The restaurant is upstairs and although it has a small bar area is sort of run independently. Sadly this is where it all went horribly wrong, when asked the staff (long term) had not a clue about the beer on sale and openly admitted it in a jokey way. As we asked for beer we had to get menus and point at beers so she knew what to fetch.

    Ordering two Gouden Carolus Classics to go with the sweet course, the waitress returned to the table with two half poured bottles poured into coke style tumblers much to my Belgian father in laws horror (they do have proper glassware).

    To get to my long winded point, the other end of the spectrum to your experience in the post, but just as frustrating. Having the beers available but having such poorly trained staff is just inexcusable.

    1. A pub local to me has 5 ever changing ales and 2 changing ciders. They’ve just started to expand their bottled offering and now have Sierra Nevada Pale Ale, Leffe Brun and Duvel.

      When I first asked for a Duvel I had to specifically ask for a glass, where I was presented with a highball. This happened a couple of times with various members of staff.

      To his credit the landlord/manager apologised, unprompted, about the glassware when he served me, saying how they were still waiting for a delivery.

      It doesn’t take long to put something on the wall of the kitchen/cellar/store to say “We’ve got some new stock, this is how it’s served”.

      1. Aaaaagh, beer in a highball glass. Worse than anything ever, much worse than dimple mugs, even the ugly little half-pint ones.

        And before anyone starts, a Kölsch Stange is not the same as a highball glass.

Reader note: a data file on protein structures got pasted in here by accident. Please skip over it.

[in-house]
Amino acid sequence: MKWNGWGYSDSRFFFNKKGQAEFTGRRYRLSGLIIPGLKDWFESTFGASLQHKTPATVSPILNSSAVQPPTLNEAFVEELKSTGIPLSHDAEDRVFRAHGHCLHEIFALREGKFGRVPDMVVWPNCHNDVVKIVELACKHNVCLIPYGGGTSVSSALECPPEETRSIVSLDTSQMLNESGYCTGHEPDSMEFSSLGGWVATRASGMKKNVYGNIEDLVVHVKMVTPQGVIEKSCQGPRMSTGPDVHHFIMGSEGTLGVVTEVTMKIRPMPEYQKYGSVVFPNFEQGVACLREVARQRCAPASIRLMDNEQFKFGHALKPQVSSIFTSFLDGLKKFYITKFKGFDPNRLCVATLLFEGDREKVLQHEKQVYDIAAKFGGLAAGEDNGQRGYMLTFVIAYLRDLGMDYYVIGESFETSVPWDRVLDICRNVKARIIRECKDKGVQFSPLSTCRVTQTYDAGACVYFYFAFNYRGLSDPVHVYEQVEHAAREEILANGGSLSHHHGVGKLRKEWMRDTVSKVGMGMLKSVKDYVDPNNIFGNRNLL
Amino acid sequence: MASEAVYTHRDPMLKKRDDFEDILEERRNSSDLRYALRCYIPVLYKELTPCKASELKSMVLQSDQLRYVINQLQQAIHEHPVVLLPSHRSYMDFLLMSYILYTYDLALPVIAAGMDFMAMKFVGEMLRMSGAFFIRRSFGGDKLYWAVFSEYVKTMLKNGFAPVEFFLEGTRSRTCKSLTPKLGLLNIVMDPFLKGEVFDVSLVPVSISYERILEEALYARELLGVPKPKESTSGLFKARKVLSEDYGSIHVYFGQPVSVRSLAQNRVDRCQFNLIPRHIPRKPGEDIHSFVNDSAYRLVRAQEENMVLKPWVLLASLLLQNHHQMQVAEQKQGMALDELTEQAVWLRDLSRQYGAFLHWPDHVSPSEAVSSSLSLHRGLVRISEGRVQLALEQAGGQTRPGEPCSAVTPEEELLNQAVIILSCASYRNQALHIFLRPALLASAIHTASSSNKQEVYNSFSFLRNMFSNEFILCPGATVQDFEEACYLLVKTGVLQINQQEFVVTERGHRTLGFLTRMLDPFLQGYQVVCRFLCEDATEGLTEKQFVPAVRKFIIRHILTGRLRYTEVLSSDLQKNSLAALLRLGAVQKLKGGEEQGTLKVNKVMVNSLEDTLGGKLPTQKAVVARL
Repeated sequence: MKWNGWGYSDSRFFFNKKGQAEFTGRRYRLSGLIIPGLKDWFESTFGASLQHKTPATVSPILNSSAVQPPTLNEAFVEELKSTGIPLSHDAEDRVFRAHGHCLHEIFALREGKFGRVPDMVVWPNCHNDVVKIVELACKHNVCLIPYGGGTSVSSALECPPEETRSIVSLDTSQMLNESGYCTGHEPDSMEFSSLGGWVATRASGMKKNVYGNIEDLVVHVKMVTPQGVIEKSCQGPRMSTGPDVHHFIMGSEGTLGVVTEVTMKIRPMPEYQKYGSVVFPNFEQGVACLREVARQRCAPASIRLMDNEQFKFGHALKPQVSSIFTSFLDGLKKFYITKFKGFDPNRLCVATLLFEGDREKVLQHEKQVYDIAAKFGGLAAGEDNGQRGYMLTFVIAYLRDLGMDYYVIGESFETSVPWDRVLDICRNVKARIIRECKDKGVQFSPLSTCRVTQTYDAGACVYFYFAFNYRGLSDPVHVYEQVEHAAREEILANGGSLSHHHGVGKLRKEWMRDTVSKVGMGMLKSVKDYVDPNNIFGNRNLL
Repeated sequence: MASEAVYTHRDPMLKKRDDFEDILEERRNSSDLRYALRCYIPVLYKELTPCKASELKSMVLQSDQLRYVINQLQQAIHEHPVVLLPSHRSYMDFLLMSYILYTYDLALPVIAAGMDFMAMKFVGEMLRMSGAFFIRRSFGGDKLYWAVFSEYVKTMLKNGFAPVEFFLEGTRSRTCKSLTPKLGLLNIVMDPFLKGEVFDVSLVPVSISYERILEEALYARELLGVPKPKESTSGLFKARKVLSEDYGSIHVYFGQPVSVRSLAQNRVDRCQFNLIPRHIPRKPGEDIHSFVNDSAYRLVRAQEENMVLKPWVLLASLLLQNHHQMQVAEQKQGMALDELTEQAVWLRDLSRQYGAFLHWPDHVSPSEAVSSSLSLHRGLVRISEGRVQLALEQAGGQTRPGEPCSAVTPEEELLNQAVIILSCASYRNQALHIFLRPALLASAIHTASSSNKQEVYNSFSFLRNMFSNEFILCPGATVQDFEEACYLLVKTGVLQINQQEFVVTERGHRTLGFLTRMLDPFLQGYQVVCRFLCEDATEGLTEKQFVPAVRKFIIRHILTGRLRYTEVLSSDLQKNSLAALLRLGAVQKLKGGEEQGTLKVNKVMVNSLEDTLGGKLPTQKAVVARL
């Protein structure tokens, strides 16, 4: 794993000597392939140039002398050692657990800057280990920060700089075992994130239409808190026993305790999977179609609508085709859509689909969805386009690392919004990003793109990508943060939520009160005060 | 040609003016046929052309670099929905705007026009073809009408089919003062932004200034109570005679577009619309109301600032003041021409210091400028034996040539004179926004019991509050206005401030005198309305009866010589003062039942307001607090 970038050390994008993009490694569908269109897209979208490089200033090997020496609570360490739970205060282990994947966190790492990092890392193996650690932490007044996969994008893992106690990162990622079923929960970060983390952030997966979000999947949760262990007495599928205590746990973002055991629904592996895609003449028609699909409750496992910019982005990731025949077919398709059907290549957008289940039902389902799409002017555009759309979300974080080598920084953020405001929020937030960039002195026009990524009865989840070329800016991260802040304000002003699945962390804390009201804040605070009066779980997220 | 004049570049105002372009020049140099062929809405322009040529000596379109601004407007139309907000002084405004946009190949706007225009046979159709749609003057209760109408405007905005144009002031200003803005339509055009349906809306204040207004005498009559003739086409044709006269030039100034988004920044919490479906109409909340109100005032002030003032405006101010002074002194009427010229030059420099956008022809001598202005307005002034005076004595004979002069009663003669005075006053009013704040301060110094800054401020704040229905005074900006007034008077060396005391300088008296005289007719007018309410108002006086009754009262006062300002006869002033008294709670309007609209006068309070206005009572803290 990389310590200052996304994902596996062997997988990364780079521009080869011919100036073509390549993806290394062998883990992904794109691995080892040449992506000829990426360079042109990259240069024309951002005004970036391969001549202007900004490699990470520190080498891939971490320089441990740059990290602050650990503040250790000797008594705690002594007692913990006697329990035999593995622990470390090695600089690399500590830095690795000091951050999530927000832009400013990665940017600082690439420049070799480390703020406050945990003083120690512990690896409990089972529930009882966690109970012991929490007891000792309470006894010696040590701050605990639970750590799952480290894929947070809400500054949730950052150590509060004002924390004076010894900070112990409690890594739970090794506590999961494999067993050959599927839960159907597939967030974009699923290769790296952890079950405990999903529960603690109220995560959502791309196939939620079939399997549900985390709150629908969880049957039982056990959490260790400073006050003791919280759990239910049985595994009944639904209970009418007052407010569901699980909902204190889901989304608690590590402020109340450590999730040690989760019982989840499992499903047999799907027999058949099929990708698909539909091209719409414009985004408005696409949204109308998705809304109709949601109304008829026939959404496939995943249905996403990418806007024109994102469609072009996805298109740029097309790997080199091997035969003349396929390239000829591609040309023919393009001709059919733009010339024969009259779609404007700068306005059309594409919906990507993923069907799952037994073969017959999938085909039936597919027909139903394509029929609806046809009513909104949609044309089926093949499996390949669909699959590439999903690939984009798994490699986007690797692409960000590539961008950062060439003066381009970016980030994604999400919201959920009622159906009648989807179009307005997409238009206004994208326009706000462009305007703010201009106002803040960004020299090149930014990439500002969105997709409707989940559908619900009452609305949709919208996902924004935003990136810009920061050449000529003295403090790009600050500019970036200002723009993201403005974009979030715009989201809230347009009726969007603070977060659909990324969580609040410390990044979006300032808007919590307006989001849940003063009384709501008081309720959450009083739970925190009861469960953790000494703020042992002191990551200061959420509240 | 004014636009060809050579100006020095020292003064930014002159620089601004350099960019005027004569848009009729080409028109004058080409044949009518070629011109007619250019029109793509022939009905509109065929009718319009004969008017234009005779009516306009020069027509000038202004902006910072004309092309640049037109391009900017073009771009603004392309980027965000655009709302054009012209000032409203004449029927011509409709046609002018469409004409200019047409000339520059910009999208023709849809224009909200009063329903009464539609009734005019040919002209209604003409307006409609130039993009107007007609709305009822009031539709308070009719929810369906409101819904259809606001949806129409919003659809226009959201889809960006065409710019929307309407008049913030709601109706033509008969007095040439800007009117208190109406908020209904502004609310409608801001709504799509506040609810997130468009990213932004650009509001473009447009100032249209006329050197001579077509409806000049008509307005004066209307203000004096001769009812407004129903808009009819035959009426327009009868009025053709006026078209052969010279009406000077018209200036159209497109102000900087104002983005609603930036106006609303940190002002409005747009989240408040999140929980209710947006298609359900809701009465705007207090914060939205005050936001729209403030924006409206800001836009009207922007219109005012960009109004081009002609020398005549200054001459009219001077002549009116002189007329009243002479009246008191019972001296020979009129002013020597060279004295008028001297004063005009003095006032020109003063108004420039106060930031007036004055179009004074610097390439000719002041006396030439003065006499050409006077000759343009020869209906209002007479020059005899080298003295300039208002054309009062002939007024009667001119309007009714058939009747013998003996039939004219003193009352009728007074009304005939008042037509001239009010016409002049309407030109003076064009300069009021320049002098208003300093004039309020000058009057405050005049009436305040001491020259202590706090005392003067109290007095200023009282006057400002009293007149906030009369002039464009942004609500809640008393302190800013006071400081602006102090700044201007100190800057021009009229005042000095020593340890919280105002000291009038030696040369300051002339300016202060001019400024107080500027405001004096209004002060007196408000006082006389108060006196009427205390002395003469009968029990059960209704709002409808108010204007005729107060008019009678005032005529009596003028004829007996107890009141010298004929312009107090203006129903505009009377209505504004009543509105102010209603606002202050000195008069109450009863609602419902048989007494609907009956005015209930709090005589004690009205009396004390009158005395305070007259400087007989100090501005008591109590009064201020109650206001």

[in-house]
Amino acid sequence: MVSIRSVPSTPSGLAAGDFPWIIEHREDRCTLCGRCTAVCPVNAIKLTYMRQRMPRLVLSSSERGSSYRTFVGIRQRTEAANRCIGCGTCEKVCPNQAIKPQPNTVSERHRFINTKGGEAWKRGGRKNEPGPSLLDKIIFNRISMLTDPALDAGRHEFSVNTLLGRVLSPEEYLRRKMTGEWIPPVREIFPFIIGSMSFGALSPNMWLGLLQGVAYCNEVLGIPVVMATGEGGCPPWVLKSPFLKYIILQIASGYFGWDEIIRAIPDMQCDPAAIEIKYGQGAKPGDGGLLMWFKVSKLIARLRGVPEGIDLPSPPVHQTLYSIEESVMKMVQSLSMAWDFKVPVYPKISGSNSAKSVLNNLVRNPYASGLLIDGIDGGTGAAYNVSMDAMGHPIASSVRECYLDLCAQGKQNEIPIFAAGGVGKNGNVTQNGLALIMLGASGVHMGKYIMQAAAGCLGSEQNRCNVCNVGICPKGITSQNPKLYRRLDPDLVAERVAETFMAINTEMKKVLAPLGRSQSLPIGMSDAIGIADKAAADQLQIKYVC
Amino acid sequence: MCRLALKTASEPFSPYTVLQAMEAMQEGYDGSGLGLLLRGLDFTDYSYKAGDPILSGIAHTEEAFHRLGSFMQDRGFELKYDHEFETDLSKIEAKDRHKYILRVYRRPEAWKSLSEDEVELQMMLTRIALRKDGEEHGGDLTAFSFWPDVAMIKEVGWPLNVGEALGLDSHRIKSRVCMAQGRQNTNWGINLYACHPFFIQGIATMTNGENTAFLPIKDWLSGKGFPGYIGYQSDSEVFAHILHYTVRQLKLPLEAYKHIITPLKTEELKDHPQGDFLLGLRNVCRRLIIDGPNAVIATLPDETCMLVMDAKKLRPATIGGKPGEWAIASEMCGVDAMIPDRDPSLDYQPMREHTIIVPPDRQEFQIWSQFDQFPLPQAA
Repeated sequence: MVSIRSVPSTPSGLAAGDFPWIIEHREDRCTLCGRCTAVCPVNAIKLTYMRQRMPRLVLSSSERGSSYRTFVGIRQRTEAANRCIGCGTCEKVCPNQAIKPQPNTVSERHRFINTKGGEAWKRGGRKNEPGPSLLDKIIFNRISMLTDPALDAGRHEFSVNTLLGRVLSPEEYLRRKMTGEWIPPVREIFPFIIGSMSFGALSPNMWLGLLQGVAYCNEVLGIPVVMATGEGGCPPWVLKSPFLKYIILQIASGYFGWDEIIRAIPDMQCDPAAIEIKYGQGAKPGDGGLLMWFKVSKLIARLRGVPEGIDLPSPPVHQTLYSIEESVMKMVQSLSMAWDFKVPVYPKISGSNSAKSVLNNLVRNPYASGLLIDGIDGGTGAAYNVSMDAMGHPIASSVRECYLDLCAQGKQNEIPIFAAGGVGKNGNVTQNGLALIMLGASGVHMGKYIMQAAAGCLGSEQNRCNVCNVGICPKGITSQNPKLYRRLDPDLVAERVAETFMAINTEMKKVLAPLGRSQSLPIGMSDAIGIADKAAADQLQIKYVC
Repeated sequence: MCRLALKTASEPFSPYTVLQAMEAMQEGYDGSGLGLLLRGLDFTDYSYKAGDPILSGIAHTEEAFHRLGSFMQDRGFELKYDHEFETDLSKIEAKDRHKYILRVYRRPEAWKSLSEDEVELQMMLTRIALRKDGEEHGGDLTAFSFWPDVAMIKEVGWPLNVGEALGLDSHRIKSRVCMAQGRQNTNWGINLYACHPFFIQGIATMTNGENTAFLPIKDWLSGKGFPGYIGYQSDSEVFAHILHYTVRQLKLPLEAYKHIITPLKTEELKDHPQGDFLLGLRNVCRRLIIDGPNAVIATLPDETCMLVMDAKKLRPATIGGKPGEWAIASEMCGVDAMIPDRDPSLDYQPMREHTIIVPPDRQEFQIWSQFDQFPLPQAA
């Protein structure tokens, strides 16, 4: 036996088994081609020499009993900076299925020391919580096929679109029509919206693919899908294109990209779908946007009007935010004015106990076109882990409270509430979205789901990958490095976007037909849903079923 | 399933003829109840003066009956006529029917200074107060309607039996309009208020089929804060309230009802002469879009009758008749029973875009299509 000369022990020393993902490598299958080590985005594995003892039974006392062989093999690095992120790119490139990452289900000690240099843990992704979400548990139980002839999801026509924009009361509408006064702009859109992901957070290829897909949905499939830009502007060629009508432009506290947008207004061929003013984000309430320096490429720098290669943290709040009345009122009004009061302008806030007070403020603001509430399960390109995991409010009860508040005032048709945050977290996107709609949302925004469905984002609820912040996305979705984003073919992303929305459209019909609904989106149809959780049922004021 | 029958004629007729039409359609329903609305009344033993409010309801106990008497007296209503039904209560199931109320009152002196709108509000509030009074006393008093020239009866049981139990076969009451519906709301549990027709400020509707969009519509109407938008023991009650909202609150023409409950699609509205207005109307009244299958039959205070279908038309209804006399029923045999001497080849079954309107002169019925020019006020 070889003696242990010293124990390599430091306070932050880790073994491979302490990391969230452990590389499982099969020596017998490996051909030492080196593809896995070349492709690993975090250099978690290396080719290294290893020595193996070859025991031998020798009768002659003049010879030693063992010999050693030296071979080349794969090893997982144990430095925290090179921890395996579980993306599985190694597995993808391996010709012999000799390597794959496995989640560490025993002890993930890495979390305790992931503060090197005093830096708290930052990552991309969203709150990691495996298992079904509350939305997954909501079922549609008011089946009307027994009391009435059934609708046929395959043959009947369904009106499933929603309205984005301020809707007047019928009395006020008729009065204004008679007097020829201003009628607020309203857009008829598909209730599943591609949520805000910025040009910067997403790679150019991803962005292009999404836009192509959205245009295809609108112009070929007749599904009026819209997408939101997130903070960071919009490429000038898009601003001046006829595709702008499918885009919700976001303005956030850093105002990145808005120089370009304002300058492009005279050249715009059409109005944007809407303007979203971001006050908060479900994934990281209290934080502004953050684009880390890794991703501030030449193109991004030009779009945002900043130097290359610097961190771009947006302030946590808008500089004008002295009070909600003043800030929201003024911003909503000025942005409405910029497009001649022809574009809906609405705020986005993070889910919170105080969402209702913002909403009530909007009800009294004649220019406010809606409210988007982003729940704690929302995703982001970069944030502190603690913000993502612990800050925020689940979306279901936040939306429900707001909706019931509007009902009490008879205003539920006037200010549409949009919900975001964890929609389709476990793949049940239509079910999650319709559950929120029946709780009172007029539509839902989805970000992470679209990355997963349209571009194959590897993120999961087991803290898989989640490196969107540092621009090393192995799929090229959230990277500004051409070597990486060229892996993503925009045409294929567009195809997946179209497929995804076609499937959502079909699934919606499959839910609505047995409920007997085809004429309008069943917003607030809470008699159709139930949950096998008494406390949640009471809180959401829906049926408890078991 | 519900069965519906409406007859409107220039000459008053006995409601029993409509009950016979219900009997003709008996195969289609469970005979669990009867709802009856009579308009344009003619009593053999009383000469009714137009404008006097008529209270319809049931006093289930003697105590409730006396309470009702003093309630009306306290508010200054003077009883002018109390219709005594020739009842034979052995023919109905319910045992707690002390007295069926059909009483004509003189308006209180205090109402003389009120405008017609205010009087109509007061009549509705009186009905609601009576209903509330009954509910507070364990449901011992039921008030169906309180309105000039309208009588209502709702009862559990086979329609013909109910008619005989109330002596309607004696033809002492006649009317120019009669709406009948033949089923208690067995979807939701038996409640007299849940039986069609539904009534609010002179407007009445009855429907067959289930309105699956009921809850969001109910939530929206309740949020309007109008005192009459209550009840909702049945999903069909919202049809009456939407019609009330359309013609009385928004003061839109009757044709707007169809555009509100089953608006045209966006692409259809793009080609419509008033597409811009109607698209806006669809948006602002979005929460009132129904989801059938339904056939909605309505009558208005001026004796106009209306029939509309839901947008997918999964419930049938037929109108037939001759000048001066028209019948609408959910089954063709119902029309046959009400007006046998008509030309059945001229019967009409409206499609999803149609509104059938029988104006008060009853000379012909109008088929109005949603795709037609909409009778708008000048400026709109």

9. Dear Beer Geeks.

    You’ve got your multi ale pubs with 20 handpumps and pictures of steam engines on the wall. Enjoy it. Don’t be trying to beer geek up all the places us norms like. I don’t want poncy gay beer in my favourite curry house, I want Cobra Lager. It keeps the beards out.

    1. Don’t worry, we’re not after a Belgian beer fridge in the chippy — just at least one beer that isn’t shite in the kind of places we go for a treat. If wine geeks get pandered to, why can’t we?

      Having said that, De Koninck with fritjes and mayonnaise is quite nice.

      1. Are you advocating a world where it is impossible to go out and not be assured of not being anywhere near beer geeks? I avoid my local 20 hand pump pub in order that I might not have to listen to rubbish about “biscuity malt” and “citrusy aroma” and drink grog that does not have a nomenclature offensive to women. I drink in the Spoons knowing that because the grog is cheap and they serve lager, real ale twats give it a wide berth. Same with Sam Smiths. Only 1 cheap bitter, no geeks, thumbs up.

        Can we not enjoy a multi cultural society where beer geeks have beer geek pubs and norms have regular places with nice regular grog that doesn’t make you gag? We can co-exist respectfully, never the twain meeting.

        We’ll keep norm gaffs out of any good beer guide by keeping the hand pumps below 5 and you guys stick to your beer guide.

        1. We certainly don’t want you eavesdropping on our conversation when we’re having dinner in a restaurant. How close are you planning to sit!?